The following article is by Greg Brann, Tennessee NRCS State Grazing Lands Soil Health Specialist
Soil Health Management
The following article is provided by USDA-NRCS
Soil works for you if you work for the soil by using management practices that improve soil health and increase productivity and profitability immediately and into the future. A fully functioning soil produces the maximum amount of products at the least cost. Maximizing soil health is essential to maximizing profitability. Soil will not work for you if you abuse it.
Managing for soil health (improved soil function) is mostly a matter of maintaining suitable habitat for the myriad of creatures that comprise the soil food web. This can be accomplished by disturbing the soil as little as possible, growing as many different species of plants as practical, keeping living plants in the soil as often as possible, and keeping the soil covered all the time.
Manage More by Disturbing Soil Less
Soil disturbance can be the result of physical, chemical or biological activities. Physical soil disturbance, such as tillage, results in bare and/or compacted soil that is destructive and disruptive to soil microbes, and it creates a hostile environment for them to live. Misapplication of farm inputs can disrupt the symbiotic relationships between fungi, other microorganisms, and plant roots. Overgrazing, a form of biological disturbance, reduces root mass, increases runoff, and increases soil temperature. All forms of soil disturbance diminish habitat for soil microbes and result in a diminished soil food web.
Diversify Soil Biota with Plant Diversity
Plants use sunlight to convert carbon dioxide and water into carbohydrates that serve as the building blocks for roots, stems, leaves, and seeds. They also interact with specific soil microbes by releasing carbohydrates (sugars) through their roots into the soil to feed the microbes in exchange for nutrients and water. A diversity of plant carbohydrates is required to support the diversity of soil microorganisms in the soil. In order to achieve a high level of diversity, different plants must be grown. The key to improving soil health is ensuring that food and energy chains and webs consist of several types of plants or animals, not just one or two.
Biodiversity is ultimately the key to the success of any agricultural system. Lack of biodiversity severely limits the potential of any cropping system and increases disease and pest problems. A diverse and fully functioning soil food web provides for nutrient, energy, and water cycling that allows a soil to express its full potential. Increasing the diversity of a crop rotation and cover crops increases soil health and soil function, reduces input costs, and increases profitability.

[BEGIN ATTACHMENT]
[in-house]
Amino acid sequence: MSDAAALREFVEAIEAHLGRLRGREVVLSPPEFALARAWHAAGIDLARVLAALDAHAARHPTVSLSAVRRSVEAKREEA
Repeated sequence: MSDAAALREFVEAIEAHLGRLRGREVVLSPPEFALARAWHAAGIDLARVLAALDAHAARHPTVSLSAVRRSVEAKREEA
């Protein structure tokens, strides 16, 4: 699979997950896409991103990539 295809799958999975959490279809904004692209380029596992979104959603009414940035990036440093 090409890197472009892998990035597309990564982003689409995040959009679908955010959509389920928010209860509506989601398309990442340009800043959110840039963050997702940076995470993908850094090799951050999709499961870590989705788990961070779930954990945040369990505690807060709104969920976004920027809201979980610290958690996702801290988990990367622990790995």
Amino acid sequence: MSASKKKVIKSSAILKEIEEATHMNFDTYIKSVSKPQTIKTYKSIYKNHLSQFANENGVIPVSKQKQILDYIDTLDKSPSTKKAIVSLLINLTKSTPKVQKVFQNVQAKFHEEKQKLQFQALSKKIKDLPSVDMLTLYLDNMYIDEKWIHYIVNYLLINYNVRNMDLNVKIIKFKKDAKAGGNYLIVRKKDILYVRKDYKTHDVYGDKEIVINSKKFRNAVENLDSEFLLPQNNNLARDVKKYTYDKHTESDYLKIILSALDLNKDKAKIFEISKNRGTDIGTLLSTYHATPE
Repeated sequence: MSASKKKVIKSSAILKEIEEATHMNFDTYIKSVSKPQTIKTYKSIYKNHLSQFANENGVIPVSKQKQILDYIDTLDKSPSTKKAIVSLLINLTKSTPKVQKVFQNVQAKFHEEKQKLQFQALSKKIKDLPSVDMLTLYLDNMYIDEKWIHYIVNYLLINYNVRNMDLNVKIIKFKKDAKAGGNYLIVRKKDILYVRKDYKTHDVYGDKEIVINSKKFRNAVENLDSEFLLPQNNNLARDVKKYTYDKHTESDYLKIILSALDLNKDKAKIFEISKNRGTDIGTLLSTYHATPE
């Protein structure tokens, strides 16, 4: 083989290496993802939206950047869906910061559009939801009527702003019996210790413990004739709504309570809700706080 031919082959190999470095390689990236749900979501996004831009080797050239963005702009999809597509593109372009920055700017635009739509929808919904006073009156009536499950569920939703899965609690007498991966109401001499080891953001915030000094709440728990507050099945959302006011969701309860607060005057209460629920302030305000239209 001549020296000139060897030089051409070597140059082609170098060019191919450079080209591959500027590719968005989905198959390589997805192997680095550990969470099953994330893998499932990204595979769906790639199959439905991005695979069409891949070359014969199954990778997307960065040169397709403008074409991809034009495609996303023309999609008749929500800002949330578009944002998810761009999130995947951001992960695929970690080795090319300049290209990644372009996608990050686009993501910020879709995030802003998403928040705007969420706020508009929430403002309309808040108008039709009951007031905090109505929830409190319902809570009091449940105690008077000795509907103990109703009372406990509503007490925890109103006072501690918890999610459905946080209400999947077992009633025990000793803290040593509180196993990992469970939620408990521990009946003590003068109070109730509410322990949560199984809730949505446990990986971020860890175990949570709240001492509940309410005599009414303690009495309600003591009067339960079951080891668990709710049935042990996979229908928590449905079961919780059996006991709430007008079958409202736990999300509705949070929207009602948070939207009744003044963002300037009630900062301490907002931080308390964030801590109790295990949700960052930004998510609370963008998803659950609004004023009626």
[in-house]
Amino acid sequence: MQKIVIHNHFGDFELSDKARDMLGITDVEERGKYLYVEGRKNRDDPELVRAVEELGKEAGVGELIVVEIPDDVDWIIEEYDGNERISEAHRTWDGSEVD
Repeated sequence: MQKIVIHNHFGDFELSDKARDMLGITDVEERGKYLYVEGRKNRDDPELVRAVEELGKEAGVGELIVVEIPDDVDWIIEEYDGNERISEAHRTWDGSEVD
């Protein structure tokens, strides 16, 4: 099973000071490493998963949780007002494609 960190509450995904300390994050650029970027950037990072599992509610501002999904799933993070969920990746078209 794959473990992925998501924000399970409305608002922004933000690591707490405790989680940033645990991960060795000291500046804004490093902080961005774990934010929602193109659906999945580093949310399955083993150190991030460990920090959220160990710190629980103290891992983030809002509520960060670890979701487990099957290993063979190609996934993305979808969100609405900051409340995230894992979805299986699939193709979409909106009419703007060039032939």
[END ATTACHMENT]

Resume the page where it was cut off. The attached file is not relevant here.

Keep a Living Root Growing Throughout the Year
Living plants maintain a rhizosphere, an area of concentrated microbial activity close to the root. The rhizosphere is the most active part of the soil ecosystem because it is where the most readily available food is, and where peak nutrient and water cycling occurs. Microbial food is exuded by plant roots to attract and feed microbes that provide nutrients (and other compounds) to the plant at the root-soil interface where the plants can take them up. Since living roots provide the easiest source of food for soil microbes, growing long-season crops or a cover crop following a short-season crop, feeds the foundation species of the soil food web as much as possible during the growing season.
Healthy soil is dependent upon how well the soil food web is fed. Providing plenty of easily accessible food to soil microbes helps them cycle nutrients that plants need to grow. Sugars from living plant roots, recently dead plant roots, crop residues, and soil organic matter all feed the many and varied members of the soil food web.
Keep the Soil Covered as Much as Possible
Soil cover conserves moisture, reduces temperature, intercepts raindrops (to reduce their destructive impact), suppresses weed growth, and provides habitat for members of the soil food web that spend at least some of their time above ground. This is true regardless of land use (cropland, hayland, pasture, or range). Keeping the soil covered while allowing crop residues to decompose (so their nutrients can be cycled back into the soil) can be a bit of a balancing act. Producers must give careful consideration to their crop rotation (including any cover crops) and residue management if they are to keep the soil covered and fed at the same time.